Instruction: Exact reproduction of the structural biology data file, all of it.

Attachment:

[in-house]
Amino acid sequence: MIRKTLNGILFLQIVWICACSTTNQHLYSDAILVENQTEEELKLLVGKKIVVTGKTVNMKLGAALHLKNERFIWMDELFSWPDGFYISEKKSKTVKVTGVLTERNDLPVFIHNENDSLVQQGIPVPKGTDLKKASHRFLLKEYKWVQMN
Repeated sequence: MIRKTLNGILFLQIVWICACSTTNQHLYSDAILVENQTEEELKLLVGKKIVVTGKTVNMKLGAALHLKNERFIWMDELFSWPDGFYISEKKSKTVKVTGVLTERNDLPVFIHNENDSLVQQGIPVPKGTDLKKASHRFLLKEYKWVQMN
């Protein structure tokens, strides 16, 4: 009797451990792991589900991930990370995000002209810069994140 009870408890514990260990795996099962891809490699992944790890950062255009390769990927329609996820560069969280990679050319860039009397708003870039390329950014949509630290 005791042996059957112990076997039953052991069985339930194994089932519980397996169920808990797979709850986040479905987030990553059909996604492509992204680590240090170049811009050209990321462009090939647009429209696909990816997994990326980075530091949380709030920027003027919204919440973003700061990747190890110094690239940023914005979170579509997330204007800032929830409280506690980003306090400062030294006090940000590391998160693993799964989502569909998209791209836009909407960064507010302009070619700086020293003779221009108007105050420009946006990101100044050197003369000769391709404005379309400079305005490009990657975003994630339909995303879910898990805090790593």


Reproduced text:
[in-house]
Amino acid sequence: MIRKTLNGILFLQIVWICACSTTNQHLYSDAILVENQTEEELKLLVGKKIVVTGKTVNMKLGAALHLKNERFIWMDELFSWPDGFYISEKKSKTVKVTGVLTERNDLPVFIHNENDSLVQQGIPVPKGTDLKKASHRFLLKEYKWVQMN
Repeated sequence: MIRKTLNGILFLQIVWICACSTTNQHLYSDAILVENQTEEELKLLVGKKIVVTGKTVNMKLGAALHLKNERFIWMDELFSWPDGFYISEKKSKTVKVTGVLTERNDLPVFIHNENDSLVQQGIPVPKGTDLKKASHRFLLKEYKWVQMN
């Protein structure tokens, strides 16, 4: 009797451990792991589900991930990370995000002209810069994140 009870408890514990260990795996099962891809490699992944790890950062255009390769990927329609996820560069969280990679050319860039009397708003870039390329950014949509630290 005791042996059957112990076997039953052991069985339930194994089932519980397996169920808990797979709850986040479905987030990553059909996604492509992204680590240090170049811009050209990321462009090939647009429209696909990816997994990326980075530091949380709030920027003027919204919440973003700061990747190890110094690239940023914005979170579509997330204007800032929830409280506690980003306090400062030294006090940000590391998160693993799964989502569909998209791209836009909407960064507010302009070619700086020293003779221009108007105050420009946006990101100044050197003369000769391709404005379309400079305005490009990657975003994630339909995303879910898990805090790593």